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September Elevens

by Marc Becker
The Monitor
September 17, 2003

On the morning of Tuesday, September 11, the first rocket slammed into the presidential palace. And then another. And another. Another. The building burst into flames and crumbled to the ground.

By the time the smoke had cleared, over 3000 people were dead and more were missing. The president was dead, and with him died our hopes and dreams for a better future.

Salvador Allende had been elected president of the South American country of Chile in 1970 on a platform of using Chile’s rich natural resources to alleviate the deep and persistent poverty that plagued the country’s poor worker and peasant majority. Under his government, worker income rose, unemployment fell, and people gained access to education and health care.

The novel idea of using the country’s copper mines and other resources to benefit the local population rather than to line the pockets of wealthy multinational corporations did not go over well with another president of richer and more powerful country.

“That SOB! That SOB!,” Richard M. Nixon shouted as he pounded his desk. “I don’t see why we need to stand by and watch a country go communist due to the irresponsibility of its own people,” Henry Kissinger, his Assistant for National Security Affairs, stated. Kissinger warned that the U.S. would not be bound by pieces of paper cast into a ballot box in a faraway land. “Make the economy scream,” CIA Director Richard Helms simply noted on his pad of paper.

Nixon engaged in a variety of tactics to subvert the democratic will of the Chilean people, but they all failed, and Allende’s socialist government grew in popularity. Kissinger advocated a military coup to remove the government, something that was unheard of among Chileans who were deeply proud of their long and solid democratic tradition.

But finally on that dreadful Tuesday, September 11, 1973, Washington gained its wish with Augusto Pinochet’s bloody coup that abolished Chile’s congress, supreme court, and other instruments of constitutional governance. Far from being a force for peace, democracy, and civility in the world, the White House demonstrated that it ruled at the behest of corporate capitalism that always places profit over people.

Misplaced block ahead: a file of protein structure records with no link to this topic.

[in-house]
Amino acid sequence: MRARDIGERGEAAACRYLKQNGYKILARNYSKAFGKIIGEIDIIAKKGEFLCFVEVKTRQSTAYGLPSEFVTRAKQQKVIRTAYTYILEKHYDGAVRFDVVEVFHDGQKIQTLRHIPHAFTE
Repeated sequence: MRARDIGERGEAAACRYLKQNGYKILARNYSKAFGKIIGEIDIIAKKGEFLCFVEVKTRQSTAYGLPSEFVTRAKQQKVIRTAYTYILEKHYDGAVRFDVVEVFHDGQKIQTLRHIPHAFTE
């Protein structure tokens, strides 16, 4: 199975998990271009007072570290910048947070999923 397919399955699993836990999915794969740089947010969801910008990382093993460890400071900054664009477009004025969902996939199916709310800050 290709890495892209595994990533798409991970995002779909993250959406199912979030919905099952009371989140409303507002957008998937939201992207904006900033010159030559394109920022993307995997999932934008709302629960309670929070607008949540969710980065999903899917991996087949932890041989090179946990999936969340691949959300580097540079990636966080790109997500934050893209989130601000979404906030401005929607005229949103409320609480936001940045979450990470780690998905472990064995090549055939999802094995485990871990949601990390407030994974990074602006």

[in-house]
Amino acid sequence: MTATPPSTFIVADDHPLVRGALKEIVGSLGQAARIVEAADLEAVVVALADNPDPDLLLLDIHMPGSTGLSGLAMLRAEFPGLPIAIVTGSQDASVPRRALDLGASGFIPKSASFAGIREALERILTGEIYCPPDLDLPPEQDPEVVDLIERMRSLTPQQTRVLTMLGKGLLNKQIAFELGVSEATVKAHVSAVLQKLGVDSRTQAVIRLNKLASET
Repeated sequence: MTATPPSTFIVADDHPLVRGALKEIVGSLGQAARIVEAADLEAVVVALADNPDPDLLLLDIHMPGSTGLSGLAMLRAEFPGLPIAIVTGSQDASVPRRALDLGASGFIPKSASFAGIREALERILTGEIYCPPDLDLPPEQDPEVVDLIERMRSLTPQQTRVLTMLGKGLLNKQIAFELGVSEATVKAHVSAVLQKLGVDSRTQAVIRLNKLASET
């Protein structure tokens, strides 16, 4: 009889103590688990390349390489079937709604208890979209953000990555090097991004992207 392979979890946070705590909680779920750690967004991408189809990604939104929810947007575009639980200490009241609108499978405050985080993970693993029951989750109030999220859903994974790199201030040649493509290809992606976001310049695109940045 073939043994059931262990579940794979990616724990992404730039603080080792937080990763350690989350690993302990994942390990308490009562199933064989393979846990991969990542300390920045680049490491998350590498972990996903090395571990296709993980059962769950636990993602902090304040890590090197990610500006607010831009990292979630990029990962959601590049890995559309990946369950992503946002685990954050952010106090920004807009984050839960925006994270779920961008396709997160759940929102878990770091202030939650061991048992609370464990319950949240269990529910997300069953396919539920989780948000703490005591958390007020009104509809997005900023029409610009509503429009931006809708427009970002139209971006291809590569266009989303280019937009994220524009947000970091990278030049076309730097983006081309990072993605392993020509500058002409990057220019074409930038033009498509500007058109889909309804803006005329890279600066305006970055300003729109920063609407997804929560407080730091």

The dark mark of September 11 that demonstrates the role of the U.S. government as one of the primary terrorist forces at play in the world is not distant history. Last year, on April 11, 2002, conservative business leaders led an attempted coup to remove Hugo Chavez from the presidency of Venezuela after he used the country’s rich oil reserves to fund education, health care, and land reform programs. Within days, an unprecedented wave of popular support placed Chavez back into power. Rather than denouncing this extra-constitutional power grab as required by the Organization of American States, The Observer in London reported that senior officials in the U.S. government were not only aware the coup was about to take place but also had sanctioned it. Statements from the Bush administration indicated that it would support democratic and constitutional systems only when it serves their own imperial purposes.

Peace, prosperity, and democracy will not flourish in our world until we rid ourselves of the thugs who have taken over our government and are using it to rule in their own selfish economic interests. That is the task that faces all decent and civilized people.

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